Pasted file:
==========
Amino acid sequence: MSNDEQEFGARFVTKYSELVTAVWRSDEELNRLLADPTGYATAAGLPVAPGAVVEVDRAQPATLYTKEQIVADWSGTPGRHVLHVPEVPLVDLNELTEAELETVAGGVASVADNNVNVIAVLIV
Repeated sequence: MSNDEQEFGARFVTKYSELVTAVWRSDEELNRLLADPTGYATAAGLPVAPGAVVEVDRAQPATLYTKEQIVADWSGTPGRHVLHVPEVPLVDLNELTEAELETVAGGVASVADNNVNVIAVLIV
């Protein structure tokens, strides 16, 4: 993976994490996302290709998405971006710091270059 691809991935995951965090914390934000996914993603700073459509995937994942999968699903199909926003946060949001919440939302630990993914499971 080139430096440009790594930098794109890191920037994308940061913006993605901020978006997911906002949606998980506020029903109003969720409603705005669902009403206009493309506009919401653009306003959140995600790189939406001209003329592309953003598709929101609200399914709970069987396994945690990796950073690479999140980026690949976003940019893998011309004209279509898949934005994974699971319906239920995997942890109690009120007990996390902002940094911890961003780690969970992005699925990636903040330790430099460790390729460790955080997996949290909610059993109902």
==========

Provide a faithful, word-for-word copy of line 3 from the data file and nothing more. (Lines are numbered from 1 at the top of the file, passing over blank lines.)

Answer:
């Protein structure tokens, strides 16, 4: 993976994490996302290709998405971006710091270059 691809991935995951965090914390934000996914993603700073459509995937994942999968699903199909926003946060949001919440939302630990993914499971 080139430096440009790594930098794109890191920037994308940061913006993605901020978006997911906002949606998980506020029903109003969720409603705005669902009403206009493309506009919401653009306003959140995600790189939406001209003329592309953003598709929101609200399914709970069987396994945690990796950073690479999140980026690949976003940019893998011309004209279509898949934005994974699971319906239920995997942890109690009120007990996390902002940094911890961003780690969970992005699925990636903040330790430099460790390729460790955080997996949290909610059993109902």